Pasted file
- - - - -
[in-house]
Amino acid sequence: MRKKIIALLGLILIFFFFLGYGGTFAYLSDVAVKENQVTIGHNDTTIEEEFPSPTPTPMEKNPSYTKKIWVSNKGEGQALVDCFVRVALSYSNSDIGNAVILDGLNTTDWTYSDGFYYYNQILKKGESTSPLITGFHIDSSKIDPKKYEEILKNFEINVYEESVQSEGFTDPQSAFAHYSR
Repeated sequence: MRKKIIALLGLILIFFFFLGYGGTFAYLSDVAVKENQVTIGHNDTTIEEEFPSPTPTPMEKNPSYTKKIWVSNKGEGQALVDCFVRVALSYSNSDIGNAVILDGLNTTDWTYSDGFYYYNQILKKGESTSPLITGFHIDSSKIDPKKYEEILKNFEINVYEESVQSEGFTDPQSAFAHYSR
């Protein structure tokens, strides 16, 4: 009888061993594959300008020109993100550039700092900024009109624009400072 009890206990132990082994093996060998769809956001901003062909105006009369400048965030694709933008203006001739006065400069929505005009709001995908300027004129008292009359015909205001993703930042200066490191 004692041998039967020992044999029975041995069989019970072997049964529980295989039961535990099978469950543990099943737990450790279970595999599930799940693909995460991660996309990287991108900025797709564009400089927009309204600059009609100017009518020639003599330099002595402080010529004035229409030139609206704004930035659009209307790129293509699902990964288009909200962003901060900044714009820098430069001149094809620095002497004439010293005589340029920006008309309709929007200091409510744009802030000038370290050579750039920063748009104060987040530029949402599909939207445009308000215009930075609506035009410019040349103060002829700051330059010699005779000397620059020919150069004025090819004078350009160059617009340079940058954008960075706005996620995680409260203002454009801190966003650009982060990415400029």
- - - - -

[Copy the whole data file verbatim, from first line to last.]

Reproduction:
[in-house]
Amino acid sequence: MRKKIIALLGLILIFFFFLGYGGTFAYLSDVAVKENQVTIGHNDTTIEEEFPSPTPTPMEKNPSYTKKIWVSNKGEGQALVDCFVRVALSYSNSDIGNAVILDGLNTTDWTYSDGFYYYNQILKKGESTSPLITGFHIDSSKIDPKKYEEILKNFEINVYEESVQSEGFTDPQSAFAHYSR
Repeated sequence: MRKKIIALLGLILIFFFFLGYGGTFAYLSDVAVKENQVTIGHNDTTIEEEFPSPTPTPMEKNPSYTKKIWVSNKGEGQALVDCFVRVALSYSNSDIGNAVILDGLNTTDWTYSDGFYYYNQILKKGESTSPLITGFHIDSSKIDPKKYEEILKNFEINVYEESVQSEGFTDPQSAFAHYSR
């Protein structure tokens, strides 16, 4: 009888061993594959300008020109993100550039700092900024009109624009400072 009890206990132990082994093996060998769809956001901003062909105006009369400048965030694709933008203006001739006065400069929505005009709001995908300027004129008292009359015909205001993703930042200066490191 004692041998039967020992044999029975041995069989019970072997049964529980295989039961535990099978469950543990099943737990450790279970595999599930799940693909995460991660996309990287991108900025797709564009400089927009309204600059009609100017009518020639003599330099002595402080010529004035229409030139609206704004930035659009209307790129293509699902990964288009909200962003901060900044714009820098430069001149094809620095002497004439010293005589340029920006008309309709929007200091409510744009802030000038370290050579750039920063748009104060987040530029949402599909939207445009308000215009930075609506035009410019040349103060002829700051330059010699005779000397620059020919150069004025090819004078350009160059617009340079940058954008960075706005996620995680409260203002454009801190966003650009982060990415400029």